Saturday, June 22, 2024

Keeping Bonsai Trees Alive

The art of keeping bonsai trees alive is a meticulous journey that intertwines the essence of nature with the patience and precision of a dedicated caretaker. These miniature marvels, a symbol of beauty and tranquility, demand more than just a casual approach to gardening.

keeping bonsai alive

From selecting the right soil—or rather, the lack thereof—to mastering the frequency and method of watering, every step is crucial in nurturing these tiny giants. This guide delves into the nuanced needs of bonsai trees, shedding light on the key elements of soil composition, watering techniques, lighting requirements, humidity control, and seasonal adjustments necessary to ensure the vitality and splendor of your bonsai.

Keeping Bonsai Alive – 6 Important Things

Soil

Bonsai pots almost never contain ‘soil’ as we typically understand it. The goal is to ensure fast drainage to maintain healthy roots. While indoor trees, mostly tropical, and a few native species like Bald Cypress or northwest coast trees, require watering more often than others, the standard practice involves using grit or small pebbles mixed with just a little bark, compost, or other organic materials. The proportions vary with the species. This mixture allows for frequent watering without the risk of rotting roots, which occurs not from excessive water, but from inadequate drainage as compact soil blocks root ‘pores’.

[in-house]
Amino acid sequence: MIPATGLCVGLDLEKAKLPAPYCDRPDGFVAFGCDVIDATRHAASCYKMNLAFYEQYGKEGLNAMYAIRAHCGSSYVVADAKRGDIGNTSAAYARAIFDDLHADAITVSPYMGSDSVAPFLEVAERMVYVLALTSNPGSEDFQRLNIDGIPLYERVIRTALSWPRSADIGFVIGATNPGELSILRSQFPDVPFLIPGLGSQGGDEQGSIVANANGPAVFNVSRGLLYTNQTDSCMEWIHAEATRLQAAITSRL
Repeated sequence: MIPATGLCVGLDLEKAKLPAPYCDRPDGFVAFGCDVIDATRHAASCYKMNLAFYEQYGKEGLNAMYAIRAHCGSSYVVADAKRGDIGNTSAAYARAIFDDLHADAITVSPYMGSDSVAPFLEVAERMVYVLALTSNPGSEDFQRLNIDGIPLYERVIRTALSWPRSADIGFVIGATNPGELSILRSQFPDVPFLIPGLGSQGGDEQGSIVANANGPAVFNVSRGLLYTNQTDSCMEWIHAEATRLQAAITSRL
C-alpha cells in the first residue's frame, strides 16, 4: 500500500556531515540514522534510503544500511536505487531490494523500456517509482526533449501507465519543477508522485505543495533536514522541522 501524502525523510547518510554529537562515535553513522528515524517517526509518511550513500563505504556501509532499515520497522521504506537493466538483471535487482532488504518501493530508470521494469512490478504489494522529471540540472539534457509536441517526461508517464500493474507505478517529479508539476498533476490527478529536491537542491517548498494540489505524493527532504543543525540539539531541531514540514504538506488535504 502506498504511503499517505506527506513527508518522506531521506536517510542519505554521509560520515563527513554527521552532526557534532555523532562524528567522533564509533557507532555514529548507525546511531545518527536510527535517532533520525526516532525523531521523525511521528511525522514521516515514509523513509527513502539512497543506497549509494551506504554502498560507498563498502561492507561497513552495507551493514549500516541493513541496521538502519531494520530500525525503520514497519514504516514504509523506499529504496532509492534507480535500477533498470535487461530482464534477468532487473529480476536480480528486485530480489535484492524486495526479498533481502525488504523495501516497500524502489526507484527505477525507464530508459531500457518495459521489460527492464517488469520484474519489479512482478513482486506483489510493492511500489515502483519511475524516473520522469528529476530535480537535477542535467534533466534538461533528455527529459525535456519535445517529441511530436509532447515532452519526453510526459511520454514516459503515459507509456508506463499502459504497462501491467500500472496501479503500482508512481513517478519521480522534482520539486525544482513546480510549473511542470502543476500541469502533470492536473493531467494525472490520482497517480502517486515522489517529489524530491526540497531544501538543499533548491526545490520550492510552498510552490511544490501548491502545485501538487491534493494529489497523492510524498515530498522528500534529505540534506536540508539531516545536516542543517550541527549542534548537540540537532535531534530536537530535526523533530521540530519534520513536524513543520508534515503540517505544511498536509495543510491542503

Materials that drain freely, such as pumice, lava rock, turface (high-fired clay bits), aquarium-grade small gravel, and “chicken grit” (decomposed granite, not the oyster shell kind, available in feed stores), are widely available. While some countries use coconut husks and other materials, North American growers generally do not find these as useful, except for growing willows or cacti in sand, which is usually too fine. You can order “Akadama” online, though it is more expensive. In bonsai pots, mix these components together without layering, and avoid using pot bottom ‘crocks’ or topping with moss, which usually serves more for show than function.